Little is known about the collaboration between Gustave Le Gray and Eugene Le Dien, one of his pupils. Only in recent years when a number of works appeared on the market with a blindstamp of Le Dien and Gustave Le Gray did their collaboration emerge and a number of works that were previously anonymous or attributed to other artists, including Caneva, could be securely ascribed to them.
However, the nature of their partnership is still unknown. The joint credit may denote a shared visit to Italy, from where all the known pictures, originate. However, whilst there is evidence for Le Dien's visit, there is no proof that Le Gray was also there. An alternative sugestions is that Le Dien, having trained with le Gray, visited Italy, used his teachers process and upon his return had Le Gray or members of his atelier print the works. It has been further speculated that this may have led to the suggestion of a joint publishing venture, hence the shared credit on the blind stamp.
Prints by Le Dien and Le Gray are exceptionally rare, especially those of the South of Italy that includes Naples and Pompeii. There are also prints of Rome. The main holdings are in the BNF in Paris which has an album of photographs of Le Dien's travels.
The Hyman Collection has one of the finest groups of photographs by Le Dien and Le Gray in the world.
Jean Baptiste Gustave Le Gray was born on 20th August 1820, the son of Jean Martin Legray and Catherine Gay, at Villiers-le-Bel, France. From about 1839 until 1843, he studied drawing and painting in Paris before travelling to Switzerland and Italy where he met and married Palmyra Leonardi in 1844. Around 1847 he took up photography and despite his success in the realm of architectural, landscape and portrait photography by 1860 Le Gray was bankrupt, leaving Paris for Italy. Subsequently hopeful of returning to France to resume his photographic career, he had retained membership of the Societe francaise de la photographie until at least 1863, he finally settled in Egypt and worked as a drawing instructor, whilst also continuing to take photographs. Le Gray's death in 1882 was reported by Nadar.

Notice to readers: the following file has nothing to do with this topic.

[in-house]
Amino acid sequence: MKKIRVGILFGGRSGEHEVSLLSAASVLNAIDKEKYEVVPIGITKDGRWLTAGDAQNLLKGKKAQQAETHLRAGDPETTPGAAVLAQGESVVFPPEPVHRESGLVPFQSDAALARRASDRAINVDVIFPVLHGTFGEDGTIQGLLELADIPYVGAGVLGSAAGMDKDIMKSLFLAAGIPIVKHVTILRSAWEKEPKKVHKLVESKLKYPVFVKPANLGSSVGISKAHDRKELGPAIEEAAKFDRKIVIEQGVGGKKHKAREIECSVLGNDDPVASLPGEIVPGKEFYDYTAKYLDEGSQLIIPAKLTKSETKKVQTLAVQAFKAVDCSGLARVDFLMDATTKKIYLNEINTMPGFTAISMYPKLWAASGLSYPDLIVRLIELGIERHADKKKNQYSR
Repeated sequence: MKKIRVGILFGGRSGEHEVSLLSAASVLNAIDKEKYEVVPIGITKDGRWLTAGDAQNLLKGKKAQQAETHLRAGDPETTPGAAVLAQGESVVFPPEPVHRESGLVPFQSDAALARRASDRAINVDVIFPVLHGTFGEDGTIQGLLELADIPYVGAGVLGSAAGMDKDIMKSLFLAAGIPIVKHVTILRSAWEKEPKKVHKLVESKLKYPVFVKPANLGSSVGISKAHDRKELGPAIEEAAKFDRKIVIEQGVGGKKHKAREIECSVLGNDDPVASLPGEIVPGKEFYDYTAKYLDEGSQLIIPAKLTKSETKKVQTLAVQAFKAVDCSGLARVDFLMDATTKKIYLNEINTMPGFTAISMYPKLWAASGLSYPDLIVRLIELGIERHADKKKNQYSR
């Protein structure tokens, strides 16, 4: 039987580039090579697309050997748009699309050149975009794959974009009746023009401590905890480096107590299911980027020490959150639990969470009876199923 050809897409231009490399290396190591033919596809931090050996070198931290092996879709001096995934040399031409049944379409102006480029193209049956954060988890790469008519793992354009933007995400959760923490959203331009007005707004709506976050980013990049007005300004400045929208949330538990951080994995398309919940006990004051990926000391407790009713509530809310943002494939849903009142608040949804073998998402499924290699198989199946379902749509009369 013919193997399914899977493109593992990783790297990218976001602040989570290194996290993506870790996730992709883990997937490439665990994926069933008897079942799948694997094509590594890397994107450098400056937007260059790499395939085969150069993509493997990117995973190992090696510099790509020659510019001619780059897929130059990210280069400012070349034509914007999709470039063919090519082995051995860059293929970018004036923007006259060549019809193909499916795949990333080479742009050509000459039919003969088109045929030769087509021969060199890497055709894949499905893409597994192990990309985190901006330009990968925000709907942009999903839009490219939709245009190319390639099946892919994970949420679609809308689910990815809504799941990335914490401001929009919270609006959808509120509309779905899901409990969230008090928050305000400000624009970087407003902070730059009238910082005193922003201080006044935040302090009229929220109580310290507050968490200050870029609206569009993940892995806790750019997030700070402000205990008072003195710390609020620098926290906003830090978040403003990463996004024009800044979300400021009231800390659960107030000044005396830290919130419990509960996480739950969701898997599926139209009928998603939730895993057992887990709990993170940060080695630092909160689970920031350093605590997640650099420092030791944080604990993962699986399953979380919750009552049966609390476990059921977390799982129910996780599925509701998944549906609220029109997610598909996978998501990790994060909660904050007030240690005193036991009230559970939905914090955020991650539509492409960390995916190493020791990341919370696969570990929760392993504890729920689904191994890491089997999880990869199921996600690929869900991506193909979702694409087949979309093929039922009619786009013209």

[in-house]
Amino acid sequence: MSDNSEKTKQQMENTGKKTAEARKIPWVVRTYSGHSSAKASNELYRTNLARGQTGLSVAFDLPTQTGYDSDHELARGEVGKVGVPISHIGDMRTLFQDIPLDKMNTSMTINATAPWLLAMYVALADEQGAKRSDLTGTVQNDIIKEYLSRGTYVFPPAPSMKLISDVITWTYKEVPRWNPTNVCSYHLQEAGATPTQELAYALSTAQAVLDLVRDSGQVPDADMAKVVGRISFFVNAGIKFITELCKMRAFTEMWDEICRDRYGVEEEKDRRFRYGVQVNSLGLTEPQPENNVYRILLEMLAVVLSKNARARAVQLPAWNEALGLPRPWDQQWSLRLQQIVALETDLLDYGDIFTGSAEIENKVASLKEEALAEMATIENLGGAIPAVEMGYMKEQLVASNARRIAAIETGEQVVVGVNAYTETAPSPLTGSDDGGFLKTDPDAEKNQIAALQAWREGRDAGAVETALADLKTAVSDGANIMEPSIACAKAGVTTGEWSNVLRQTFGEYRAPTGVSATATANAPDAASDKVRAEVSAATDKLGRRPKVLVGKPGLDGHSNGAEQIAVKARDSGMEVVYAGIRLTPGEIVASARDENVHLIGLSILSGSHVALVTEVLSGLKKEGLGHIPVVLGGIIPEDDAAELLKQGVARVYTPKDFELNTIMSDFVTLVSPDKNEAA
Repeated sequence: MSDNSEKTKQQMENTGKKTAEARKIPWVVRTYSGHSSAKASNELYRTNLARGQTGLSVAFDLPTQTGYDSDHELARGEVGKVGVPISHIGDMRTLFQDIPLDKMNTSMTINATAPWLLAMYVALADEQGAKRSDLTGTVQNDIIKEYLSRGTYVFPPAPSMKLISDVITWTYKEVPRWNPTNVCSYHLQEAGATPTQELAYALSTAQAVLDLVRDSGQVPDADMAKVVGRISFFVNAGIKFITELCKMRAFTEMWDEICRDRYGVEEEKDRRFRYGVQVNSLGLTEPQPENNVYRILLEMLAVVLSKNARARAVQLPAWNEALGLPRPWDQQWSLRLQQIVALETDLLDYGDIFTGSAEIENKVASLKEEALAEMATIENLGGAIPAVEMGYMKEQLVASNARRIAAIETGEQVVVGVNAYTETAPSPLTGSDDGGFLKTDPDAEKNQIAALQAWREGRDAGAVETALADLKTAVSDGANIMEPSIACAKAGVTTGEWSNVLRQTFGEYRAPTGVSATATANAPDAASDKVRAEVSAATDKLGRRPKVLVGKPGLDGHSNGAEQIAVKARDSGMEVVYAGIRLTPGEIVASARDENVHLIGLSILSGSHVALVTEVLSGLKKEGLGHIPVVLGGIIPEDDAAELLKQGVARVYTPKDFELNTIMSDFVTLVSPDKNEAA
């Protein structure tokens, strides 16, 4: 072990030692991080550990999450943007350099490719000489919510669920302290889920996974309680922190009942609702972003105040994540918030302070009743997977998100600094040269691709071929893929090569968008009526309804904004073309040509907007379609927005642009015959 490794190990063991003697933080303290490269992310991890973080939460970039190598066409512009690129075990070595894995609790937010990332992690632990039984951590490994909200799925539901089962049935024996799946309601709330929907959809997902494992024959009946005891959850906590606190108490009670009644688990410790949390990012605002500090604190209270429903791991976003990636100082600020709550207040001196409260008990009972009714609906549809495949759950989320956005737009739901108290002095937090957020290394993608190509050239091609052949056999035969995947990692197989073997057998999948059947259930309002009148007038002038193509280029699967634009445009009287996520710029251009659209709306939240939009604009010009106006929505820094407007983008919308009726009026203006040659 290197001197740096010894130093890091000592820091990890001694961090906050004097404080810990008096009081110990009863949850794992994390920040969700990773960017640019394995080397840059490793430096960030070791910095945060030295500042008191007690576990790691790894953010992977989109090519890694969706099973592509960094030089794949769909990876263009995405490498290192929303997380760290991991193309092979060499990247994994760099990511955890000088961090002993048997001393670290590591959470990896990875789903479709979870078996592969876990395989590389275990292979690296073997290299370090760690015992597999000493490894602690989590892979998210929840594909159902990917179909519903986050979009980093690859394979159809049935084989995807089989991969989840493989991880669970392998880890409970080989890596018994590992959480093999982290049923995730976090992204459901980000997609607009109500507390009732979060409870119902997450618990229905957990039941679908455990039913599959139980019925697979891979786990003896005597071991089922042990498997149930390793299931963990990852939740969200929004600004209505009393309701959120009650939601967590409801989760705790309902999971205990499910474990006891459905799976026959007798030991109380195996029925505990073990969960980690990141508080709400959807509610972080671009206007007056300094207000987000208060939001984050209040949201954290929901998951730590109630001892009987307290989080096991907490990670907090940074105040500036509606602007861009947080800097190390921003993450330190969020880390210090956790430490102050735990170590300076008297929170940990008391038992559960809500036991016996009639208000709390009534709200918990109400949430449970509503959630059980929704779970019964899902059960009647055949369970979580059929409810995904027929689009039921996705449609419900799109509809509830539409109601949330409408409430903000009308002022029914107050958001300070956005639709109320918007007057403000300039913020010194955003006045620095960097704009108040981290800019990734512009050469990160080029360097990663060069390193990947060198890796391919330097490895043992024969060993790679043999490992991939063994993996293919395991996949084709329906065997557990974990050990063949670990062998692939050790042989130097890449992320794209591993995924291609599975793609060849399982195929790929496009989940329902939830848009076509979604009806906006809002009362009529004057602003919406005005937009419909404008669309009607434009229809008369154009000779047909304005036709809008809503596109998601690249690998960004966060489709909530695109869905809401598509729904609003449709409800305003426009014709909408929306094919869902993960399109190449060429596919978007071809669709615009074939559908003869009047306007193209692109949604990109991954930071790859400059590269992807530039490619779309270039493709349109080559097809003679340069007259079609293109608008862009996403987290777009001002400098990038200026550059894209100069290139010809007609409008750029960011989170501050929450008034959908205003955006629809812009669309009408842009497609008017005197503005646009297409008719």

Little is known about Firmin-Eugène Le Dien beyond basic biographical information. It is known that he was born in Paris, studied law and worked as a clerk before moving to Algiers in 1848. There he served as deputy magistrate for the colonial government and took up photography as an amateur. On his return to Paris, he moved in a circle of artists, writers, and aristocrats who were close to Gustave Le Gray. During 1852-1853 Le Dien traveled to Italy accompanied by the painters Léon Gérard and Alexandre de Vonne. His photographs show that he visited Rome, Naples, Pompeii, and the Amalfi Coast. His subjects are monuments and landscapes. It is unlikely that Le Gray travelled with Le Dien, but is likely that Le Gray printed Le Dien's waxed paper negatives at his own studio, hence the ink stamp with a joint credit that appears on some of these photographs.